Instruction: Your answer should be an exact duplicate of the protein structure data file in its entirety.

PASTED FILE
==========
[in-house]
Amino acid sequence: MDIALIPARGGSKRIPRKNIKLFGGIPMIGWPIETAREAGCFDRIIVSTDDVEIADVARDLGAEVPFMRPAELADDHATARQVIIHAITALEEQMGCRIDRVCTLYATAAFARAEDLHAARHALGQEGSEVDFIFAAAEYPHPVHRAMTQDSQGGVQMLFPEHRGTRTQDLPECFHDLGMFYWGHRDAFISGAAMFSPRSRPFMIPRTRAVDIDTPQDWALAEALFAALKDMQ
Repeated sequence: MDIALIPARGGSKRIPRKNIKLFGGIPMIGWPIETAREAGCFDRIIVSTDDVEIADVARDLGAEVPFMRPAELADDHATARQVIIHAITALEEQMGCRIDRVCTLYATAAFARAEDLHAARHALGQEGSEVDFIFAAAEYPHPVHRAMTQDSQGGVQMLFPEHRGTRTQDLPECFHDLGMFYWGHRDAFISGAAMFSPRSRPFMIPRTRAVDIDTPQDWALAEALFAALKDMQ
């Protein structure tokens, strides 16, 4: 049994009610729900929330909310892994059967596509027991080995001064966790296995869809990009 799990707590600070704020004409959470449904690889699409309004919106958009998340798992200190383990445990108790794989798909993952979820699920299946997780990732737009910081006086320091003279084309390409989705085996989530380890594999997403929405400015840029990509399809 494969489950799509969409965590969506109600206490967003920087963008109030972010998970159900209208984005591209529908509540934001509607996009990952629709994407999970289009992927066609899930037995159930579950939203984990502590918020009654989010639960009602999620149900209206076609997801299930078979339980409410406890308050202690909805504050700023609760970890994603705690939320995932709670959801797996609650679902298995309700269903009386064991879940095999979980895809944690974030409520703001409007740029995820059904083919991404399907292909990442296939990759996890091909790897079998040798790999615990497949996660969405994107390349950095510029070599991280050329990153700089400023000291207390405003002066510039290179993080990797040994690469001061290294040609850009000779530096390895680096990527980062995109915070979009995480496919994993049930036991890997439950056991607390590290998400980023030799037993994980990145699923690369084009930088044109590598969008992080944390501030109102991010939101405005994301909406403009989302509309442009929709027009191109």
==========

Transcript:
[in-house]
Amino acid sequence: MDIALIPARGGSKRIPRKNIKLFGGIPMIGWPIETAREAGCFDRIIVSTDDVEIADVARDLGAEVPFMRPAELADDHATARQVIIHAITALEEQMGCRIDRVCTLYATAAFARAEDLHAARHALGQEGSEVDFIFAAAEYPHPVHRAMTQDSQGGVQMLFPEHRGTRTQDLPECFHDLGMFYWGHRDAFISGAAMFSPRSRPFMIPRTRAVDIDTPQDWALAEALFAALKDMQ
Repeated sequence: MDIALIPARGGSKRIPRKNIKLFGGIPMIGWPIETAREAGCFDRIIVSTDDVEIADVARDLGAEVPFMRPAELADDHATARQVIIHAITALEEQMGCRIDRVCTLYATAAFARAEDLHAARHALGQEGSEVDFIFAAAEYPHPVHRAMTQDSQGGVQMLFPEHRGTRTQDLPECFHDLGMFYWGHRDAFISGAAMFSPRSRPFMIPRTRAVDIDTPQDWALAEALFAALKDMQ
């Protein structure tokens, strides 16, 4: 049994009610729900929330909310892994059967596509027991080995001064966790296995869809990009 799990707590600070704020004409959470449904690889699409309004919106958009998340798992200190383990445990108790794989798909993952979820699920299946997780990732737009910081006086320091003279084309390409989705085996989530380890594999997403929405400015840029990509399809 494969489950799509969409965590969506109600206490967003920087963008109030972010998970159900209208984005591209529908509540934001509607996009990952629709994407999970289009992927066609899930037995159930579950939203984990502590918020009654989010639960009602999620149900209206076609997801299930078979339980409410406890308050202690909805504050700023609760970890994603705690939320995932709670959801797996609650679902298995309700269903009386064991879940095999979980895809944690974030409520703001409007740029995820059904083919991404399907292909990442296939990759996890091909790897079998040798790999615990497949996660969405994107390349950095510029070599991280050329990153700089400023000291207390405003002066510039290179993080990797040994690469001061290294040609850009000779530096390895680096990527980062995109915070979009995480496919994993049930036991890997439950056991607390590290998400980023030799037993994980990145699923690369084009930088044109590598969008992080944390501030109102991010939101405005994301909406403009989302509309442009929709027009191109």